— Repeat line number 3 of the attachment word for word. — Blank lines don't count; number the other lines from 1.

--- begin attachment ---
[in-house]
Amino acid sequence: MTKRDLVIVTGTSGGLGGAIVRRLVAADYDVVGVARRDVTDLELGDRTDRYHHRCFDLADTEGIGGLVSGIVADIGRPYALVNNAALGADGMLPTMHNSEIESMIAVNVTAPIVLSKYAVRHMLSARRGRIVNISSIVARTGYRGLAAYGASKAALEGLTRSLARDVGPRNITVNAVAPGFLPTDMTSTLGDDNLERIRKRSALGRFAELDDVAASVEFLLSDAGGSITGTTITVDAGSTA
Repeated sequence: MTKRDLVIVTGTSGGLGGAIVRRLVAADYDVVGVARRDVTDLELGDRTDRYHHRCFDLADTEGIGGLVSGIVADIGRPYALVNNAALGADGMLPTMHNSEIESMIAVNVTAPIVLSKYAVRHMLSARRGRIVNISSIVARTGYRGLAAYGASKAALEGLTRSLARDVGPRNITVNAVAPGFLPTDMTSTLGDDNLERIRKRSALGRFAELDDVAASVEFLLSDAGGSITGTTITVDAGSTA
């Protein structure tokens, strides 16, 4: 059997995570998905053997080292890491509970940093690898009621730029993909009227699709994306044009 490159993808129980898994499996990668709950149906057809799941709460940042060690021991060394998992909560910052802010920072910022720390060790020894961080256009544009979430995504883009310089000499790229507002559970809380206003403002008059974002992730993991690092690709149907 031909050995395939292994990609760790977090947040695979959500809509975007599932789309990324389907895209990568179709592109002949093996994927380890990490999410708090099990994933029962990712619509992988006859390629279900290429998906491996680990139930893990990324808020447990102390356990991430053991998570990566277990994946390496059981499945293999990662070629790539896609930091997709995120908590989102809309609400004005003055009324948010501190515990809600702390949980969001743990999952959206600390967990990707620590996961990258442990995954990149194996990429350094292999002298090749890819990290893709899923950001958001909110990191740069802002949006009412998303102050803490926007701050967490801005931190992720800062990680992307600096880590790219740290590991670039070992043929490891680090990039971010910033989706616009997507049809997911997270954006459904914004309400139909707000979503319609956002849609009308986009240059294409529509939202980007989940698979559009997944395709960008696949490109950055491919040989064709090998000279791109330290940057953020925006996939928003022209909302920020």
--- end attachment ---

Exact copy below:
Repeated sequence: MTKRDLVIVTGTSGGLGGAIVRRLVAADYDVVGVARRDVTDLELGDRTDRYHHRCFDLADTEGIGGLVSGIVADIGRPYALVNNAALGADGMLPTMHNSEIESMIAVNVTAPIVLSKYAVRHMLSARRGRIVNISSIVARTGYRGLAAYGASKAALEGLTRSLARDVGPRNITVNAVAPGFLPTDMTSTLGDDNLERIRKRSALGRFAELDDVAASVEFLLSDAGGSITGTTITVDAGSTA